William G. Barsan, M.D.
Steering Committee Co-Chair
University of Michigan Health System, Ann Arbor
On December 12 and 13, 1996, the National Institute of Neurological Disorders and Stroke (NINDS) sponsored a National Symposium on Rapid Identification and Treatment of Acute Stroke*. This initial NINDS symposium followed on the heels of the publication of the NINDS t-PA stroke trial demonstrating the effectiveness of intravenous t-PA for victims of acute stroke when given within 3 hours of stroke onset**. The goal of this conference was to provide a platform for recommending nationwide efforts aimed at implementing rapid therapies for patients with acute stroke, as well as early interventions for many other types of stroke patients. The central theme was that rapid evaluation and treatment would improve the outcome for all stroke patients whether or not they were candidates for thrombolytic therapy.
Six years later to the date, in 2002, the NINDS leadership convened a second symposium entitled "Improving the Chain of Recovery for Acute Stroke in your Community." While there have been demonstrable improvements in the care of patients with acute stroke in many communities, the implementation of acute stroke treatment nationwide has not been easy to accomplish. Across the United States, it is estimated that only about 2 percent of patients with acute stroke are actually receiving acute thrombolytic therapy or related interventional treatments. The majority of patients with acute stroke are still not presenting to the hospital within 3 hours of stroke onset, and while there are effective models for acute stroke treatment teams, most institutions in the United States are still not utilizing these models.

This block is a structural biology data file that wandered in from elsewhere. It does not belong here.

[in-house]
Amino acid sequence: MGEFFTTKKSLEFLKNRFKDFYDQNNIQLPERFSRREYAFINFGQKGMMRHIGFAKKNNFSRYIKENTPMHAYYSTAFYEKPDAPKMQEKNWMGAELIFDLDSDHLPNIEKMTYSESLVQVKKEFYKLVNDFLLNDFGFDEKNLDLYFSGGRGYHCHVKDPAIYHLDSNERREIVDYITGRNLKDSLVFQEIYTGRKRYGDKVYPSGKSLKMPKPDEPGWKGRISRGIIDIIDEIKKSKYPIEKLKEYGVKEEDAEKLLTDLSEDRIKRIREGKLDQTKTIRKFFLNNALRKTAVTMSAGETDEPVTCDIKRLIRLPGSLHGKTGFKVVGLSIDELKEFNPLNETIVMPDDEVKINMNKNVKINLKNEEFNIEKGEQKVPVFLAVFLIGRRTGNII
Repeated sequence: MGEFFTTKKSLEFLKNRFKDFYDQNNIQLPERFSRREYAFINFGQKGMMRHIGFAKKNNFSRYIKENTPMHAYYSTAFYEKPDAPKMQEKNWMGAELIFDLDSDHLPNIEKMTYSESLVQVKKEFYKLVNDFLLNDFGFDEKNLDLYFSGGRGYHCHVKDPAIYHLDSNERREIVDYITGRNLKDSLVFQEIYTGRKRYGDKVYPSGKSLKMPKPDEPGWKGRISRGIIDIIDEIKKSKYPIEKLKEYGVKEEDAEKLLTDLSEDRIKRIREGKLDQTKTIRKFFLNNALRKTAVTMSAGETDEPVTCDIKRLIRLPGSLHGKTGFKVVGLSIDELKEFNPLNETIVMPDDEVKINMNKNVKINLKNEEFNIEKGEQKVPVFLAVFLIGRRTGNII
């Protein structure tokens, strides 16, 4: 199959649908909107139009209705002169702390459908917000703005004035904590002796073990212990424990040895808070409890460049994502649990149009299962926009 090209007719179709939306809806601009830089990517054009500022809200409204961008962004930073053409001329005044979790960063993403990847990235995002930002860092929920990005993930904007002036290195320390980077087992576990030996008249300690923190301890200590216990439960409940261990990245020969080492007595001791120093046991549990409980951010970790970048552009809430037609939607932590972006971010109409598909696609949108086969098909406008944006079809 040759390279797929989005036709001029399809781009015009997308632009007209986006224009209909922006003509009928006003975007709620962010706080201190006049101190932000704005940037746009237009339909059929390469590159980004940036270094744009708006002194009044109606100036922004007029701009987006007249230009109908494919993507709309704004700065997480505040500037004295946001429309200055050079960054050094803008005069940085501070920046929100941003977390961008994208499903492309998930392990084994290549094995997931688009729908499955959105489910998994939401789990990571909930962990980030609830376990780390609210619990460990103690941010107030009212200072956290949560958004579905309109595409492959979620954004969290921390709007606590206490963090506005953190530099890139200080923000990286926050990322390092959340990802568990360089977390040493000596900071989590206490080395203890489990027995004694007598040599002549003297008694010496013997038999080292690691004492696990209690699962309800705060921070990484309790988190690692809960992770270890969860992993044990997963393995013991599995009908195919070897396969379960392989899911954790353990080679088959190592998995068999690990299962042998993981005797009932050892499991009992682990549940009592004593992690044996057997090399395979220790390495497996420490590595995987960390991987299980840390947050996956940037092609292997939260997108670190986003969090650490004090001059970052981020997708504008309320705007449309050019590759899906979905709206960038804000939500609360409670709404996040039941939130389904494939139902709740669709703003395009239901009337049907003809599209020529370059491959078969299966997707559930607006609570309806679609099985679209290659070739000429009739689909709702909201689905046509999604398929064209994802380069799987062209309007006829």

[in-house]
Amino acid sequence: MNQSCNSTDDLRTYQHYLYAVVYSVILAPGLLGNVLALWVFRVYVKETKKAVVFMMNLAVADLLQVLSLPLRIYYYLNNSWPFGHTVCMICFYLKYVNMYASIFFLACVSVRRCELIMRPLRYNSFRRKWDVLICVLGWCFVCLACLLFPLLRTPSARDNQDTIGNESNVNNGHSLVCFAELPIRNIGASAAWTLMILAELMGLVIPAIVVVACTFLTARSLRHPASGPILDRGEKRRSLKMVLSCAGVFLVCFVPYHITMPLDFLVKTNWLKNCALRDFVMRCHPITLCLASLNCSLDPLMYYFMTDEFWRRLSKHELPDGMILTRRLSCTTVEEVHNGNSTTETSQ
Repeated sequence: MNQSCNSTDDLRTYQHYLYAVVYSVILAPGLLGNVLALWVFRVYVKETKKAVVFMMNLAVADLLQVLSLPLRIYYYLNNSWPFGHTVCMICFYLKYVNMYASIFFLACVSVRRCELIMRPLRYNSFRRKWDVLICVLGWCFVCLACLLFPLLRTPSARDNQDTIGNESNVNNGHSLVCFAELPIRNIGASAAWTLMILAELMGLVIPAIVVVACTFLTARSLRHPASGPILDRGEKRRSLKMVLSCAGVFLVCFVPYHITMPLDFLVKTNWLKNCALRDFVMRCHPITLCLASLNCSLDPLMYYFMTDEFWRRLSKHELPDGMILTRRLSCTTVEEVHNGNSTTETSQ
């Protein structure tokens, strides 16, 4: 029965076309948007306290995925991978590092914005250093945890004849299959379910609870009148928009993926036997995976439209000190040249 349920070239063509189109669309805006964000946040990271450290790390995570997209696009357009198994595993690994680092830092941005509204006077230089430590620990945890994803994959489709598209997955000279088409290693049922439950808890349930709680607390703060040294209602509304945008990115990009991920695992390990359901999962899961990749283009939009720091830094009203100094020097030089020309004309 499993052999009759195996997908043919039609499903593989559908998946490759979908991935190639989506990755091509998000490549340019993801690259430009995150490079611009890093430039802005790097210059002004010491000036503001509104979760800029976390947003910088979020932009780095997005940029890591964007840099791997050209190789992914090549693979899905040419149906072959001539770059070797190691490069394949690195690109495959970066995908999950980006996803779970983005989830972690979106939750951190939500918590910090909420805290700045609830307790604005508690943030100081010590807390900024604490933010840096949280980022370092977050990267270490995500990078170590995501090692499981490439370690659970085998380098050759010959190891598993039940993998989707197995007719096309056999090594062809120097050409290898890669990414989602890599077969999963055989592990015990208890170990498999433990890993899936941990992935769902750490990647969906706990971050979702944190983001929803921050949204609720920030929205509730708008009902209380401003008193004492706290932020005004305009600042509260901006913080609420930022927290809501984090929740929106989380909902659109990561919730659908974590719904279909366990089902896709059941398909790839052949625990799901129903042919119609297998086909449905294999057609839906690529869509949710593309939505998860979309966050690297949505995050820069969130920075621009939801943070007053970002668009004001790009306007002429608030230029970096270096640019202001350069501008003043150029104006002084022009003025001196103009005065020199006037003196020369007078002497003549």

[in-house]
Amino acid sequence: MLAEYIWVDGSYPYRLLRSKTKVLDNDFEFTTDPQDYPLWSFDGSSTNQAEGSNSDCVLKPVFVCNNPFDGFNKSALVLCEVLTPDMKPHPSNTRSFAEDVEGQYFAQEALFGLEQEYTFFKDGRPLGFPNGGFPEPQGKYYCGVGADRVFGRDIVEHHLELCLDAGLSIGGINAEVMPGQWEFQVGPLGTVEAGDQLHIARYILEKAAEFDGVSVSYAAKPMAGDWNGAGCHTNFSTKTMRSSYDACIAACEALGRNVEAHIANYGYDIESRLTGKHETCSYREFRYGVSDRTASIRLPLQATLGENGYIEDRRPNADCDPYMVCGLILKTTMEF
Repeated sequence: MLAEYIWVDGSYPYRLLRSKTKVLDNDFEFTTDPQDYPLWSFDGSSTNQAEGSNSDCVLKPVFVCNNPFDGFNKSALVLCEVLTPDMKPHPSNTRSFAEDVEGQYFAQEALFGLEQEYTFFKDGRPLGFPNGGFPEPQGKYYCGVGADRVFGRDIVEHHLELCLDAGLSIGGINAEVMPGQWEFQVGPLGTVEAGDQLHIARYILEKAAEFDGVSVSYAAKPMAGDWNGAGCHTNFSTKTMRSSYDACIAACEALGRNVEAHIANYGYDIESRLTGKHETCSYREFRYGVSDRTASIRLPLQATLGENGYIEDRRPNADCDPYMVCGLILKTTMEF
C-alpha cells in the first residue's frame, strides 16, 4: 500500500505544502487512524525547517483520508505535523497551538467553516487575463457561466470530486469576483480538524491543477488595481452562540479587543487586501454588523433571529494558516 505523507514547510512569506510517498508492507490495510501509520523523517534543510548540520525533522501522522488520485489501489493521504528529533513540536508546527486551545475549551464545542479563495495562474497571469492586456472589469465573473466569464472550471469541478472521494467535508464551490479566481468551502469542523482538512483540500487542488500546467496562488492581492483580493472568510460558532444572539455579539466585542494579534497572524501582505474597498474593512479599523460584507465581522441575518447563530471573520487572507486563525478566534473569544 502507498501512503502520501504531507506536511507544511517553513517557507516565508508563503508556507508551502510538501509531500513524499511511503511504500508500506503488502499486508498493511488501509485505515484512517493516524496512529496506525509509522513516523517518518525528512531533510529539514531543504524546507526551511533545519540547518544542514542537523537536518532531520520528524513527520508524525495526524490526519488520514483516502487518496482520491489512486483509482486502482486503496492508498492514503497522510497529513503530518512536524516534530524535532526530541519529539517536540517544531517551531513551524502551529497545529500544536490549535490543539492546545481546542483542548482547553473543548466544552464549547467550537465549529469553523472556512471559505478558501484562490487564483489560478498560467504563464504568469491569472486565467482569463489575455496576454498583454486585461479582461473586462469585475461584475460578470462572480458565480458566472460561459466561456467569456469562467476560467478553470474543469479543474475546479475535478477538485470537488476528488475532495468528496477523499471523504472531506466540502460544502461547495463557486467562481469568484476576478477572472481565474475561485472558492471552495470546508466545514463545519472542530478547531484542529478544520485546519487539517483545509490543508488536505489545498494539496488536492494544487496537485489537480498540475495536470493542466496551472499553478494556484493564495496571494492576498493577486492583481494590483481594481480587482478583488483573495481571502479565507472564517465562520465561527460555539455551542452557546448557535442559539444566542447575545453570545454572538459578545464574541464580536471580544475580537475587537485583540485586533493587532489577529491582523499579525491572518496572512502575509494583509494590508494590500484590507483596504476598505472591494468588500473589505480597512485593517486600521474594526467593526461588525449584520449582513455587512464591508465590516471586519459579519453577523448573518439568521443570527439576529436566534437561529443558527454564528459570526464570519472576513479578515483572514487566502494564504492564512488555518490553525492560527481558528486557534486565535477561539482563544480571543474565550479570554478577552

Like the initial 1996 conference, the goal of this second symposium was to prevent death and to improve the overall functional outcome for patients with acute stroke. However, to accomplish this significant public health objective, a primary focus this time was not only to identify barriers to the delivery of rapid acute stroke treatment, but also to provide recommended solutions for overcoming these barriers.
In the months leading up to the symposium, national task forces met and convened to identify areas of concern and focus for recommendations. Six main barriers were chosen for more detailed analysis. These included: public recognition of acute stroke, establishing appropriate levels of care to be provided, professional education, effective templates for stroke triage, incentives for acute stroke care, and support systems for those providing acute stroke care. At the symposium itself, following state of the science didactics, these topics were deliberated and fleshed out using a diverse group of stakeholders. In the end, a set of practical recommendations were formulated and prepared for national dissemination.
We are fortunate that many outstanding and knowledgeable individuals from a variety of professions and medical specialties contributed to this symposium. Our hope is that these task force reports will provide a roadmap for hospitals, health systems, payors, medical professionals, and, of course, the patients we serve. Each year, more than 600,000 Americans suffer from acute stroke and a quarter of these will die. At the same time, more than 3 million Americans are living with some disability resulting from stroke. We hope that the information from these reports will help to alleviate this heavy burden on our society and lead to improved outcomes for all victims of acute stroke.
*Note: Proceedings of a National Symposium on Rapid Identification and Treatment of Acute Stroke. National Institute of Neurological Disorders and Stroke, Bethesda, MD, August 1997, NIH Publication No. 97-4239.
**Note: The NINDS rt-PA Stroke Study Group. Tissue plasminogen activator for acute ischemic stroke. N Engl J Med 1995;26: pp. 843-849.
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National Institute of Neurological Disorders and Stroke
National Institutes of Health
Bethesda, MD 20892
Last Modified April 28, 2011